I’ve been writing a lot on worthiness because when you connect to the totally unearned, grace gift of worthiness, it divinely solves so many of the problems we face…one of which is perfectionism.
Brene Brown perfectly defined perfectionism as a 20-ton shield we use to protect ourselves from being judged, particularly in areas we feel vulnerable to shame and feeling “not enough.”
Once you connect the dots that “you were born worthy” and nothing can or ever will change that truth, it equips you with the courage to be imperfect, which is the bravery to be human.
Once you’re human, you’re relatable, available and dare I say, lovable. Then, and only then are you participating in and connected to the perfectly imperfect nature of reality.
“You are imperfect and you are wired for struggle but you are worthy of love and belonging.” Brene Brown
When Bill Wilson developed what would later become the 12-Step Program or Alcoholics Anonymous, even though his program was working for himself, keeping him free from his addiction to alcohol, it was not so well received by others.
He would work extensively with his “friends” to help them break the bonds of alcoholism, only to have them fall back into familiar patterns, time and again.
Though many would have seen this initiative as a failure, Bill decided to measure success by his desire and willingness to share it, not by whether it was well received or not.
This highlights such a crucial consideration in the change process that effort is so much more important than the outcome. Effort, in fact, was within his control, while the outcome was not and he kept focused on action instead of reaction—brilliant!
Bill’s growth mentality led to one of the greatest spiritual contributions our society has ever known all because he believed he was worthy of the effort it took to create a different way forward.
“To the world you may be one person but to one person, you may be the world.” Bill Wilson
If you’ve experienced anxiety, then experientially, you understand what a feedback loop is. Knowing how they work can help you reduce pain and emotional suffering.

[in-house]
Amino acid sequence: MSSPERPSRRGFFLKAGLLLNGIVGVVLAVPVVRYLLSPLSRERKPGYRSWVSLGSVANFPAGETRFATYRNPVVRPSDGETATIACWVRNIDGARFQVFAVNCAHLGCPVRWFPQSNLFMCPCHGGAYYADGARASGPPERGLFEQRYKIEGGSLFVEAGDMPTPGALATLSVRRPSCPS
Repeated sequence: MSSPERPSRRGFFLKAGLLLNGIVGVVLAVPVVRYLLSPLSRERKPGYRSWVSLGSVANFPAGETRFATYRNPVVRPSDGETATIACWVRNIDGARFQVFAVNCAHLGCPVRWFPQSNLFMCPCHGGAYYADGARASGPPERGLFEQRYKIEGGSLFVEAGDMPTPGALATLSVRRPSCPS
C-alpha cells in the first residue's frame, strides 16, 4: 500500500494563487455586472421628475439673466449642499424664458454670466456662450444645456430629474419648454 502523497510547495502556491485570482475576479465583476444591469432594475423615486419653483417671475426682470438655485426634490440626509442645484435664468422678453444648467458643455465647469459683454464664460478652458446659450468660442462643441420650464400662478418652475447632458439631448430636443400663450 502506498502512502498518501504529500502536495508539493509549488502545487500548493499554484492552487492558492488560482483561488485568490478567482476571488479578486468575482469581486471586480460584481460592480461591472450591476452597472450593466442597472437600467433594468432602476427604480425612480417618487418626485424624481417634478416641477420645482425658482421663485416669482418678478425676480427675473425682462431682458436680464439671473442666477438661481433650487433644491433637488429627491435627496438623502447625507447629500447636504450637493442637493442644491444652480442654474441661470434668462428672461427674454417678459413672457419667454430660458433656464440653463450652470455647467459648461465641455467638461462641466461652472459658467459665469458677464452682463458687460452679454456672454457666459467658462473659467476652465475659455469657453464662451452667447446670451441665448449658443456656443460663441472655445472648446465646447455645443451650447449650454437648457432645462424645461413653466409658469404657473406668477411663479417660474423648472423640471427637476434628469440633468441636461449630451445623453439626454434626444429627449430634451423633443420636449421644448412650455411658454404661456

Your boss lays into you at work–>What an a$#@ole–>anger, shame, spite
The activating event is out of your control—it’s life. Your thoughts are mostly automatic though you can choose to reframe the experience you just had. Your emotions are a response relative to how you interpret the event.
There are two sides to emotions: feelings and sensations. The feelings of anger, shame and spite trigger the stress response; leading to a rapid heart rate, shallow breathing and increased tension. The physiological response to stress then triggers additional protective thoughts, thus intensifying the stress response and before you know it, you’re inside of a full-blow anxiety attack and/or all out rage.
The key here is not to address the anxiety or even the anger, those just the symptoms. The key here is to inject your self into the feedback loop. The first and most important step is to realize you’re in the middle of this cognitive-emotional whirlwind. Then, pause, step back and rather than trying to interpret the event, become an observer of your mind and you may notice: I’m offended and angry because my boss is having a bad day. This level of perspective is what starts to break the cycle and lessen its intensity.
Last, ask: Which part of me is upset…my True Self or my false self? At this point, the answer is clear that the insecure part of you is hurt and your True nature, which is largely unoffendable is unscathed and still living inside of peace. Believe it or not, your True Self has the courage and substance to practice empathy and extend passion to its “boss.”
Albert Einstein said: “No problem can be solved from the consciousness that created it.” In other words, your false self cannot solve its own problems…only a True change of consciousness is equipped to do that.